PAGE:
We enjoyed the breathing space on the boat as we made away across an unusually calm Irish Sea and into harbour in the capital of the IoM, Douglas. We got in at 6am, somewhat bleary eyed, but we had got our heads down for a couple of hours on the ferry and enjoyed a ‘light-salad’ before disembarking.

Lost in a Vortex?

It felt to be good on this beautiful island once more. The IoM seems to exist in a strange bubble of it’s own reality: Sitting in the middle of the Irish Sea. It’s hard to quantify exactly, but the place does have a feel and atmosphere all its’ own. Apparently it is the inspiration for the mythical Isle of Sodor, from the Thomas the Tank Engine stories for children

Even though we couldn’t check into our accommodation in Laxey until 3pm we decided to head over there to check the place out.  The place one of our crew had sorted looked great, but we just chilled by the beach it overlooked for a while before heading out to catch some racing.

Laxey. There’s more to it than a big wheel!

Finally at the Races

Our first destination was the epic Creg-Na-Baa. Here the TT circuit sweeps past Kate’s Cottage then plunges down from the mountain section, swathing right at the Creg, where a pub is handily situated, before starting the rundown back to Douglas. We initially hunkered down in the pub having arrived way before race time. Suitably refreshed we then watched racing from both the approach to the bend and the entrance to the straight running down to Douglas.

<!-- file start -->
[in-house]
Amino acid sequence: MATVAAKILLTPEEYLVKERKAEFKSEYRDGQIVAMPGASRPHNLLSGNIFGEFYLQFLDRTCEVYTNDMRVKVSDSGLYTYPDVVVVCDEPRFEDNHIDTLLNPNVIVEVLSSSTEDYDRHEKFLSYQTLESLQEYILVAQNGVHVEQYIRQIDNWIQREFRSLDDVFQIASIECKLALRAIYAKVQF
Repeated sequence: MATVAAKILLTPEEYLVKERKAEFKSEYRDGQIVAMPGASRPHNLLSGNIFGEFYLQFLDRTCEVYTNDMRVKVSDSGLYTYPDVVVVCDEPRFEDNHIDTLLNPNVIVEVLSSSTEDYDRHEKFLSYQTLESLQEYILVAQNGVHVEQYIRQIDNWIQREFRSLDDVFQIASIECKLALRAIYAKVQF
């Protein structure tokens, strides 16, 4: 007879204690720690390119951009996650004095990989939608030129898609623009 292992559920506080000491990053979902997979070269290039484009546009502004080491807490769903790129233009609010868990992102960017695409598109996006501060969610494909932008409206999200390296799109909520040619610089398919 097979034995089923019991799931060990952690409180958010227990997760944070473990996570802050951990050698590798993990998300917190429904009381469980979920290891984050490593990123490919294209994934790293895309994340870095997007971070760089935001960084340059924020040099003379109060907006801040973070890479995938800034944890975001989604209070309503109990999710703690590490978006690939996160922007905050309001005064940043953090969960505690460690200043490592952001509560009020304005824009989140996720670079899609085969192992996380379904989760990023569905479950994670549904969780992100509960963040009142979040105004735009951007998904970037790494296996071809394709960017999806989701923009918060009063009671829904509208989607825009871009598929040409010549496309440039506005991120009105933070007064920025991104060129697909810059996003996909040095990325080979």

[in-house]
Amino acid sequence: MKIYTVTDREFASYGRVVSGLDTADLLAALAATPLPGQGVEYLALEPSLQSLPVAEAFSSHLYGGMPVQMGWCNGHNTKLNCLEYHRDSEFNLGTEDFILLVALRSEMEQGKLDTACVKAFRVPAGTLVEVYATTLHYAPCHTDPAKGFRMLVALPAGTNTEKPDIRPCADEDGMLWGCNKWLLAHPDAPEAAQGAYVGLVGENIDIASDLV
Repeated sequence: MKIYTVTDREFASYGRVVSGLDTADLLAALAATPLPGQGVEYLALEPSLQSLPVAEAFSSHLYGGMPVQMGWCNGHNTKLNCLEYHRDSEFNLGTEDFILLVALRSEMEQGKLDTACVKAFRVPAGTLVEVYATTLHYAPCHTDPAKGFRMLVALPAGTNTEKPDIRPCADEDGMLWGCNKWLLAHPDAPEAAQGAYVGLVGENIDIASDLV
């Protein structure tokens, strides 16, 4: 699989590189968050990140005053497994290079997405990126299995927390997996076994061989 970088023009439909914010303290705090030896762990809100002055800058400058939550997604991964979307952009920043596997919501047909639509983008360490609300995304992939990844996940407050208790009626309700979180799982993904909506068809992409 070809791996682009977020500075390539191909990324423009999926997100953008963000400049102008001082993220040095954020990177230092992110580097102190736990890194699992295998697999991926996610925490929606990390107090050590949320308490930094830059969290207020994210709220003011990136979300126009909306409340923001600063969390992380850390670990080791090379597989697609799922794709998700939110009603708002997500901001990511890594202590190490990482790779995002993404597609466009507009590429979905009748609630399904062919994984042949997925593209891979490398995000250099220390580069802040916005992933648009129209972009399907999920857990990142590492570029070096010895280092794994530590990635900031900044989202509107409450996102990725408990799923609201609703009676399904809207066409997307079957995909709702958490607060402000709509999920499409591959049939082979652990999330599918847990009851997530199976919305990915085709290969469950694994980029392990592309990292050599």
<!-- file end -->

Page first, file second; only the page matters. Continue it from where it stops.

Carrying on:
The all important first pint on the island

The plunge down from the mountain section

Come on Feel the Noise!

The weather was fantastic and it was brilliant to see a full day of racing from there. We got chatting to loads of fellow spectators. It was also good to cheer on a colleague of mine who was racing his Kawasaki ER6F in the Junior. He swept past us, but unfortunately he crashed out at the Gooseneck later in the race.

My colleague, Paul Wardell, on his Kawasaki screaming away from Creg-na-baa

I don’t follow bike racing closely, so my appreciation of the detail isn’t the best to be honest. But watching racing on the IoM is one those boxes you must tick as a biker. The Senior race was brilliant, the bikes are ear splittingly loud and to see two-strokes racing is just fantastic.

As they exit Creg-Na-Baa some riders come within inches of you. We were perched on the grass banks that line much of this section of the circuit. You feel them go past as much as seeing and hearing them. You are so much more part of it than you are at a circuit such a Donington Park for example

Close to the action! (Picture Julian Oliver)

Time for a Chill and a Beer or Two

By the time we got back to the digs we had all been on the go for the better of two days, with barely any sleep. Luckily our base was a stunning, beautifully appointed,  three story house – thanks Mike!. So we sorted out a few beers, had some pizza delivered and whiled away a couple of hours chilling and exchanging the usual banter. It had been a full on two days, but so memorable. I was knackered and fell asleep in the living room until 4:15am!

Home at Last!

It going to be some week! More action in Part 2

Words and Pictures: Tony Donnelly

The race schedule and results